Causal therapy is the first stage in the treatment of periodontal disease, a complex multifactorial condition whose manifestations are caused by pathogenic bacteria in association with other local and systemic factors (oral hygiene, environment, host susceptibility). Therefore the treatment of periodontal diseases needs a multilevel therapeutic approach (Figure 2-1).
Figure 2-1 Causes of periodontal disease.
Data collection starts with a general assessment of the patient to investigate previous or current pathologic conditions that may be related to the onset or evolution of periodontal disease (neurologic disorders; digestive diseases; endocrine, blood, and coagulation disorders) and physiologic conditions (puberty and pregnancy). The general evaluation of the patient should also examine habits (smoking and alcohol consumption) and pharmacologic treatments. All information should be detailed in the patient’s folder and updated regularly.
The tissues are examined to assess the shape, color, surface appearance, size, and architecture of soft tissues. The periodontal tissues can be classified into two main types: thin scalloped architecture and thick flat architecture (Figures 2-2 and 2-3).
Figure 2-2 Thin and scalloped architecture.
Figure 2-3 Thick and flat architecture.
Figure 2-5 After causal therapy the morphology of the tissues has changed. The gingival tissue is firm and healthy pink, the recession of tooth 24 is still present, and the absence of plaque shows good oral hygiene.
Figure 2-7 Plaque index values can be reported on a graph where the ordinate is represented by the sum of the recorded values, and the abscissa corresponds to the time in months. The amount of plaque (plaque index score 240) decreases significantly after causal therapy (plaque index score 8 after 4 months).
Figure 2-11 Gingival index 3: spontaneous bleeding.
Probing makes it possible to evaluate the loss of attachment (clinical attachment level [CAL]), which is a pathognomonic sign of periodontitis. Probing is performed with straight and curved probes that have 1-mm scale markings (Figure 2-12). Using a probe, the specialist can determine the probing access to the sulcus and bifurcations, respectively, and can assess the presence of calculus on the root surface, the topography of the periodontal pockets, BOP, and any retraction of the tissues after treatment. Probing is affected by several factors:
Figure 2-12 A, Straight probe with 1-mm scaling marks, inserted between the tooth and the gum at a correct angle (i.e., parallel to the long axis of the tooth) and with a pressure of 30 g (slight pressure) to the bottom of the pocket. B, The curved probe is used for the furcation sites.
At this stage the main difficulty is the exact reproducibility of periodontal probing. For this reason several methods for automatic probing have been proposed, but the results of the various studies comparing automatic and manual probing do not show any significant difference or advantage. To minimize the variability in results, all the periodontal probing of a patient should ideally be performed by the same operator.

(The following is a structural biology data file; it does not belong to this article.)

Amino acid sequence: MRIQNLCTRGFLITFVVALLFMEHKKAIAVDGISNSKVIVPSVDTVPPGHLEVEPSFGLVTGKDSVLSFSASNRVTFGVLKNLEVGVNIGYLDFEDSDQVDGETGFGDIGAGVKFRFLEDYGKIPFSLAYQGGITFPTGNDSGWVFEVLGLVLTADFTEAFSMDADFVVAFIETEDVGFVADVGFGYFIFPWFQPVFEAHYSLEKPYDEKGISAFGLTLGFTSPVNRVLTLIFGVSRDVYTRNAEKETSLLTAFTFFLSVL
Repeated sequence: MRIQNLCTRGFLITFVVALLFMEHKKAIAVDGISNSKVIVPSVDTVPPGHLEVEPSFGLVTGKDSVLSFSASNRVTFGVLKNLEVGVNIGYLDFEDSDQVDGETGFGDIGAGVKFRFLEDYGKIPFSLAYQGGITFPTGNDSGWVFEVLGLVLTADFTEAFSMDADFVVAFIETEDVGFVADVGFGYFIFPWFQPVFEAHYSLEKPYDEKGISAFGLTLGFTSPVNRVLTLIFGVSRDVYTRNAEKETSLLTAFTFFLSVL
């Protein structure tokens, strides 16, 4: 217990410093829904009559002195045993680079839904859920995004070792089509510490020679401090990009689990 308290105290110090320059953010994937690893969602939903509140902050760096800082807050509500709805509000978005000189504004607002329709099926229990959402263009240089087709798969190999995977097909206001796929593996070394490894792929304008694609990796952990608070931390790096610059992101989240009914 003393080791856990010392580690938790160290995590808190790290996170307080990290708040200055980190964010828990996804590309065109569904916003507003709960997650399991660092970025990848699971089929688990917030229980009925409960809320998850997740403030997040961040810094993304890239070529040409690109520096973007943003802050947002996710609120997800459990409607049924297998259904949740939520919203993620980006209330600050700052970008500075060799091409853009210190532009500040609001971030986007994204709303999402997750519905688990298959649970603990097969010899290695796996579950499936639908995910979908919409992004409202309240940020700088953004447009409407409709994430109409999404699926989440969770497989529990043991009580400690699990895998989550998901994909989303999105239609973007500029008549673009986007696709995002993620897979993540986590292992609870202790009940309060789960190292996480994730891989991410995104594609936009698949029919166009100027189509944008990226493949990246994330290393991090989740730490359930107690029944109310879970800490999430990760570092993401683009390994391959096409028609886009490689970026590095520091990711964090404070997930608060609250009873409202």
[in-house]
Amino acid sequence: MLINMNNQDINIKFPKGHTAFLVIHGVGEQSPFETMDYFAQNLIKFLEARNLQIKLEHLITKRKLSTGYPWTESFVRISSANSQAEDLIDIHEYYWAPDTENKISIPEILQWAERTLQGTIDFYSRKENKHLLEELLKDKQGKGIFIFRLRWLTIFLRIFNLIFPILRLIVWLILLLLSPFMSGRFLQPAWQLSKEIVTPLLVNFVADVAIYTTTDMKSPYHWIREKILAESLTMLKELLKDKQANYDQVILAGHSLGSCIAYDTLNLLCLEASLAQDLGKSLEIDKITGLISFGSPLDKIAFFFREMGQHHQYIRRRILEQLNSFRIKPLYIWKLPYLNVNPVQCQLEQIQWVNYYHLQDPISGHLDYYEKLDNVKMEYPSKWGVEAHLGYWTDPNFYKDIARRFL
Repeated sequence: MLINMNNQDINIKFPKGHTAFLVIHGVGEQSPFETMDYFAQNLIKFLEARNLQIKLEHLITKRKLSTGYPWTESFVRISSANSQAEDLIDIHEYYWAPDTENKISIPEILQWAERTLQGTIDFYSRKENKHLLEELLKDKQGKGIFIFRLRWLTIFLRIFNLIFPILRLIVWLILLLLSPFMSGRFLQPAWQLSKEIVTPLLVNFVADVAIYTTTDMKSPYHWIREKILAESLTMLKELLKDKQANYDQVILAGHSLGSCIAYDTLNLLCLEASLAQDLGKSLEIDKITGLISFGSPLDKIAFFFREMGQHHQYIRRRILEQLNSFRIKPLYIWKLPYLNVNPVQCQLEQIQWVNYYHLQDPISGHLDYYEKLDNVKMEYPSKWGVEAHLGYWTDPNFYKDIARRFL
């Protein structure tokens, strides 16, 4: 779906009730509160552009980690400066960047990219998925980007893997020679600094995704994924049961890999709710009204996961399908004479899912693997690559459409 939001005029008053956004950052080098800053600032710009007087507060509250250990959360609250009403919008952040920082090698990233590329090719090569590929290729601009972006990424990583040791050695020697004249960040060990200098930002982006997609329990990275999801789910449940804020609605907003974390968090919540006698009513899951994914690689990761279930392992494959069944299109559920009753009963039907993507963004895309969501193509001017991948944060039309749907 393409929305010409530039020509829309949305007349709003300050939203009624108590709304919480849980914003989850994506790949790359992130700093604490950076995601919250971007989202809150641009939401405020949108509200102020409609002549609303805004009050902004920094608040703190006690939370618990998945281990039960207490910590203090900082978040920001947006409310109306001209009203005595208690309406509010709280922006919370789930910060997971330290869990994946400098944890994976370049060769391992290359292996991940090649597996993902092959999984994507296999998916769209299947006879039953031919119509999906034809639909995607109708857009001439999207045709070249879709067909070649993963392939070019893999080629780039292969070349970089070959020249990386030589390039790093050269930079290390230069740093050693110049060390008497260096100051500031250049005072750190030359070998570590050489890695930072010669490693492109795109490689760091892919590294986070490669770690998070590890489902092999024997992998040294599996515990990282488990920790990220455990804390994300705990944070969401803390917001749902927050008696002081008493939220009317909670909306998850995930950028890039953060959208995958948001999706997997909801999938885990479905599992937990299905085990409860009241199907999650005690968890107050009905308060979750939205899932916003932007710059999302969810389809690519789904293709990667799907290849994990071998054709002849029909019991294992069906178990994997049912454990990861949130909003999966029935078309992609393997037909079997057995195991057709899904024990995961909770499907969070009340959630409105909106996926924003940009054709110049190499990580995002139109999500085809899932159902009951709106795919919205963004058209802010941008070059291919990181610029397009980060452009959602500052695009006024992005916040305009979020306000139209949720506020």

Probing depth (PD) corresponds to the depth of the periodontal pocket and is represented by the distance between the gingival margin and the bottom of the pocket, which is the ideal habitat for periodontal pathogenic bacteria (Figure 2-13; see also Figure 2-12).
It is important to underscore that pocket depth is not an absolute parameter: It is influenced by several factors and should be evaluated with other parameters. In particular, in the case of recession the PD value will be very low because its measurement refers to the gingival margin, which has undergone apical migration. In the presence of hypertrophic gingivitis the absolute value of the PD will instead be high because the gingival margin has moved toward the crown as a result of tissue edema.
BOP is the parameter used to assess the presence of inflammation. The probe is inserted to the bottom of the periodontal pocket, gently slid against the surface of the tooth or root. If this maneuver induces bleeding from the apical region of the pocket, the area is considered to be inflamed (Figure 2-14).
CAL is the distance between the cemento-enamel junction and the tip of the periodontal probe during probing. The presence of a crown requires the use of another fixed reference point (occlusal or gingival margin of the crown).
Tooth mobility is another important clinical parameter and is quantified by moving the tooth with the aid of two mirror or probe handles. Mobility is assessed in bucco-lingual, mesio-distal, and vertical directions. Periodontal disease causes increased tooth mobility because it reduces periodontal support. Values for tooth mobility range from degree 1 to degree 3.
Among the dental radiographic examinations, the orthopantomogram is not considered useful for diagnosis of periodontal disease, whose detection requires intraoral radiographs taken with a holder and parallel-beam technique (long cone technique) producing minimal image distortion.
Figure 2-15 Intraoral radiograph.
Figure 2-16 Full mouth series.
Intraoral radiographs make it possible to identify dental features such as the size, shape, and position of the roots; size of the radicular trunk; size of the pulp chamber; erosions; caries; fillings or other types of restorations; apical and periapical alterations; and the presence of calculus on the root surfaces.